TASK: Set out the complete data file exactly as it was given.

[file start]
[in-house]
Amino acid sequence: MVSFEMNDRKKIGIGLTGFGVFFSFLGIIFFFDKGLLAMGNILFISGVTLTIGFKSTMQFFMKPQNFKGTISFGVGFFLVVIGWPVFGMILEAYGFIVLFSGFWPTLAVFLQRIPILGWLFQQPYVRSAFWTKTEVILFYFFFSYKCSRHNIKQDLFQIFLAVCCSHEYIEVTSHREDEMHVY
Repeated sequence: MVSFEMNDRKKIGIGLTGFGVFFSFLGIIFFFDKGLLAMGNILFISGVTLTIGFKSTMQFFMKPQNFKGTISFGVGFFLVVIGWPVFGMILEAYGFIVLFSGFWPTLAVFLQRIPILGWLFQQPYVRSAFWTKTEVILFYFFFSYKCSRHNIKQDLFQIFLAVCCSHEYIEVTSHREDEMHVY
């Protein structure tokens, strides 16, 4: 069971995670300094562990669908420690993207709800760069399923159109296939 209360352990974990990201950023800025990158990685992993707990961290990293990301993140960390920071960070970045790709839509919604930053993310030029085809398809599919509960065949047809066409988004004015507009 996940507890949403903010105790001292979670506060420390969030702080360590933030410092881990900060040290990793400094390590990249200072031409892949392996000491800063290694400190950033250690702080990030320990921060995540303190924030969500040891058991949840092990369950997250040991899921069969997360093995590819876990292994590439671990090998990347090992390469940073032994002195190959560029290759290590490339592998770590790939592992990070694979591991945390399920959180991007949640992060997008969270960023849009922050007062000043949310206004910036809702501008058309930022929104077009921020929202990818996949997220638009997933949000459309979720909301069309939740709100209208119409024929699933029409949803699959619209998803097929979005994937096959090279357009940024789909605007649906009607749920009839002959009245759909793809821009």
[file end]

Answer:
[in-house]
Amino acid sequence: MVSFEMNDRKKIGIGLTGFGVFFSFLGIIFFFDKGLLAMGNILFISGVTLTIGFKSTMQFFMKPQNFKGTISFGVGFFLVVIGWPVFGMILEAYGFIVLFSGFWPTLAVFLQRIPILGWLFQQPYVRSAFWTKTEVILFYFFFSYKCSRHNIKQDLFQIFLAVCCSHEYIEVTSHREDEMHVY
Repeated sequence: MVSFEMNDRKKIGIGLTGFGVFFSFLGIIFFFDKGLLAMGNILFISGVTLTIGFKSTMQFFMKPQNFKGTISFGVGFFLVVIGWPVFGMILEAYGFIVLFSGFWPTLAVFLQRIPILGWLFQQPYVRSAFWTKTEVILFYFFFSYKCSRHNIKQDLFQIFLAVCCSHEYIEVTSHREDEMHVY
């Protein structure tokens, strides 16, 4: 069971995670300094562990669908420690993207709800760069399923159109296939 209360352990974990990201950023800025990158990685992993707990961290990293990301993140960390920071960070970045790709839509919604930053993310030029085809398809599919509960065949047809066409988004004015507009 996940507890949403903010105790001292979670506060420390969030702080360590933030410092881990900060040290990793400094390590990249200072031409892949392996000491800063290694400190950033250690702080990030320990921060995540303190924030969500040891058991949840092990369950997250040991899921069969997360093995590819876990292994590439671990090998990347090992390469940073032994002195190959560029290759290590490339592998770590790939592992990070694979591991945390399920959180991007949640992060997008969270960023849009922050007062000043949310206004910036809702501008058309930022929104077009921020929202990818996949997220638009997933949000459309979720909301069309939740709100209208119409024929699933029409949803699959619209998803097929979005994937096959090279357009940024789909605007649906009607749920009839002959009245759909793809821009």